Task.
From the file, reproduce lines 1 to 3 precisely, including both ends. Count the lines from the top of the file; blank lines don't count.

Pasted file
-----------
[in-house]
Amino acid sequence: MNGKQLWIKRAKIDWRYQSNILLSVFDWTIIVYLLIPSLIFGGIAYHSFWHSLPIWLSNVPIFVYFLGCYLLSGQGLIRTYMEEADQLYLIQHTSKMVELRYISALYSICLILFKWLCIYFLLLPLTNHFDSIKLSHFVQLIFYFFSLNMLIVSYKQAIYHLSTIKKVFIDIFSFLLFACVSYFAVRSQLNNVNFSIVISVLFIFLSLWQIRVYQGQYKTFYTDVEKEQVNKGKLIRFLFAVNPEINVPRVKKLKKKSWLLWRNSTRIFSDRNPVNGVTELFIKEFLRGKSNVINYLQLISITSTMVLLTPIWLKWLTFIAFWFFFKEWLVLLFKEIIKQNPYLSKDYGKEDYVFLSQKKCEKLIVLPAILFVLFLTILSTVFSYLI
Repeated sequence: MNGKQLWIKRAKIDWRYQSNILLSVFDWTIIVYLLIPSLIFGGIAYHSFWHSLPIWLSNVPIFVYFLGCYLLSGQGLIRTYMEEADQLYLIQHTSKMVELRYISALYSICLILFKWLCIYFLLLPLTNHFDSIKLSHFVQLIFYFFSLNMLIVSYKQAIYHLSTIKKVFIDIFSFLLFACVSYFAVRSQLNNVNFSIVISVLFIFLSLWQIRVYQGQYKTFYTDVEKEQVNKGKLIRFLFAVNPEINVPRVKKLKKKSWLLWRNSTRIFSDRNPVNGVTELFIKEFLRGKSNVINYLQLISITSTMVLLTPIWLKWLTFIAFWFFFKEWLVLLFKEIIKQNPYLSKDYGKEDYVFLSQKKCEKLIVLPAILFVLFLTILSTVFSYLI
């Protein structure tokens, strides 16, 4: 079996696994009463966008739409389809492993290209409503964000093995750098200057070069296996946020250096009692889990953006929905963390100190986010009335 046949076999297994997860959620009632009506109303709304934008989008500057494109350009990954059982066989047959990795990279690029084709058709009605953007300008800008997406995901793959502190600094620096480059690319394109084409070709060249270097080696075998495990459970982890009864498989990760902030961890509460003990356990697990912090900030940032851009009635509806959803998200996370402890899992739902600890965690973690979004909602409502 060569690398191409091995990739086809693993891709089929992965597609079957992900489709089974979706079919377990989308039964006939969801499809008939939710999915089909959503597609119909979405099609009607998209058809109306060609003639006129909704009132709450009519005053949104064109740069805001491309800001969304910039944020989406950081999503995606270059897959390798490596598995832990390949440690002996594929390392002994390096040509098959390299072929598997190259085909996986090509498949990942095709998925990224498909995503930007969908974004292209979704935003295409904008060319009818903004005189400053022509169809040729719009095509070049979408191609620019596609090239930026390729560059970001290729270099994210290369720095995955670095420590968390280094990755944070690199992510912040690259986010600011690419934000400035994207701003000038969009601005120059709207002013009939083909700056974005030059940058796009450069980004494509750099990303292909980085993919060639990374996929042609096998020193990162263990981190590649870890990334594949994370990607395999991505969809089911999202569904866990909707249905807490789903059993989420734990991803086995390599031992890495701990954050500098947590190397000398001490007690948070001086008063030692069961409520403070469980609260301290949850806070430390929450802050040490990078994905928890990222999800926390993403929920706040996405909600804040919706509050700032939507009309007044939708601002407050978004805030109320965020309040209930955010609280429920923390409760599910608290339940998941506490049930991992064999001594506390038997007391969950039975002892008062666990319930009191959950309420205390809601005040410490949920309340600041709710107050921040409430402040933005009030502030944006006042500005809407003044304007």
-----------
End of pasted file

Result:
[in-house]
Amino acid sequence: MNGKQLWIKRAKIDWRYQSNILLSVFDWTIIVYLLIPSLIFGGIAYHSFWHSLPIWLSNVPIFVYFLGCYLLSGQGLIRTYMEEADQLYLIQHTSKMVELRYISALYSICLILFKWLCIYFLLLPLTNHFDSIKLSHFVQLIFYFFSLNMLIVSYKQAIYHLSTIKKVFIDIFSFLLFACVSYFAVRSQLNNVNFSIVISVLFIFLSLWQIRVYQGQYKTFYTDVEKEQVNKGKLIRFLFAVNPEINVPRVKKLKKKSWLLWRNSTRIFSDRNPVNGVTELFIKEFLRGKSNVINYLQLISITSTMVLLTPIWLKWLTFIAFWFFFKEWLVLLFKEIIKQNPYLSKDYGKEDYVFLSQKKCEKLIVLPAILFVLFLTILSTVFSYLI
Repeated sequence: MNGKQLWIKRAKIDWRYQSNILLSVFDWTIIVYLLIPSLIFGGIAYHSFWHSLPIWLSNVPIFVYFLGCYLLSGQGLIRTYMEEADQLYLIQHTSKMVELRYISALYSICLILFKWLCIYFLLLPLTNHFDSIKLSHFVQLIFYFFSLNMLIVSYKQAIYHLSTIKKVFIDIFSFLLFACVSYFAVRSQLNNVNFSIVISVLFIFLSLWQIRVYQGQYKTFYTDVEKEQVNKGKLIRFLFAVNPEINVPRVKKLKKKSWLLWRNSTRIFSDRNPVNGVTELFIKEFLRGKSNVINYLQLISITSTMVLLTPIWLKWLTFIAFWFFFKEWLVLLFKEIIKQNPYLSKDYGKEDYVFLSQKKCEKLIVLPAILFVLFLTILSTVFSYLI